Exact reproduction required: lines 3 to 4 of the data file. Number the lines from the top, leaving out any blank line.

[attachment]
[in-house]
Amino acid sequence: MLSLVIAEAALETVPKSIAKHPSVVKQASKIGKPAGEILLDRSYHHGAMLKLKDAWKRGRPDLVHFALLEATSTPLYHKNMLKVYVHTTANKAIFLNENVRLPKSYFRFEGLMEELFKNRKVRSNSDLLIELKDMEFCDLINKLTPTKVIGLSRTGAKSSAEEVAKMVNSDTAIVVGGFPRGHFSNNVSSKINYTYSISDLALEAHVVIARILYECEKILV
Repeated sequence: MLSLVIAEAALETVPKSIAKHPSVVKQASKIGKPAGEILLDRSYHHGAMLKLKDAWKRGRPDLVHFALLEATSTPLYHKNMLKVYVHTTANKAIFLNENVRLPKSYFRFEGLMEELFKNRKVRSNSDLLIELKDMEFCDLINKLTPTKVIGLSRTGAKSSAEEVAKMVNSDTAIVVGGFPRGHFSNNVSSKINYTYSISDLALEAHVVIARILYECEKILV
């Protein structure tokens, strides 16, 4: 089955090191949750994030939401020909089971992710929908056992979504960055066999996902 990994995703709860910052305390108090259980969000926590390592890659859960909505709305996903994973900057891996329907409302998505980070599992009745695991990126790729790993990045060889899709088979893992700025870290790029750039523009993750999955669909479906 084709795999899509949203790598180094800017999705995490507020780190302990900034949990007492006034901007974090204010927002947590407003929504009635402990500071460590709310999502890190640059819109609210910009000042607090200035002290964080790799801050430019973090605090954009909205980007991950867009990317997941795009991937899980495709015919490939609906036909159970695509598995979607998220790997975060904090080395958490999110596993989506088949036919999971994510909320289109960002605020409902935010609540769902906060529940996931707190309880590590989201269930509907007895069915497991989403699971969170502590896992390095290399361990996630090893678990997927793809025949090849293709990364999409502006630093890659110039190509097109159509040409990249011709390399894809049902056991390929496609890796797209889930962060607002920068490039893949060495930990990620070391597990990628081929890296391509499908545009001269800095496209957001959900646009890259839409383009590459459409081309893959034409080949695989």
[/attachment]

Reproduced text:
Repeated sequence: MLSLVIAEAALETVPKSIAKHPSVVKQASKIGKPAGEILLDRSYHHGAMLKLKDAWKRGRPDLVHFALLEATSTPLYHKNMLKVYVHTTANKAIFLNENVRLPKSYFRFEGLMEELFKNRKVRSNSDLLIELKDMEFCDLINKLTPTKVIGLSRTGAKSSAEEVAKMVNSDTAIVVGGFPRGHFSNNVSSKINYTYSISDLALEAHVVIARILYECEKILV
């Protein structure tokens, strides 16, 4: 089955090191949750994030939401020909089971992710929908056992979504960055066999996902 990994995703709860910052305390108090259980969000926590390592890659859960909505709305996903994973900057891996329907409302998505980070599992009745695991990126790729790993990045060889899709088979893992700025870290790029750039523009993750999955669909479906 084709795999899509949203790598180094800017999705995490507020780190302990900034949990007492006034901007974090204010927002947590407003929504009635402990500071460590709310999502890190640059819109609210910009000042607090200035002290964080790799801050430019973090605090954009909205980007991950867009990317997941795009991937899980495709015919490939609906036909159970695509598995979607998220790997975060904090080395958490999110596993989506088949036919999971994510909320289109960002605020409902935010609540769902906060529940996931707190309880590590989201269930509907007895069915497991989403699971969170502590896992390095290399361990996630090893678990997927793809025949090849293709990364999409502006630093890659110039190509097109159509040409990249011709390399894809049902056991390929496609890796797209889930962060607002920068490039893949060495930990990620070391597990990628081929890296391509499908545009001269800095496209957001959900646009890259839409383009590459459409081309893959034409080949695989």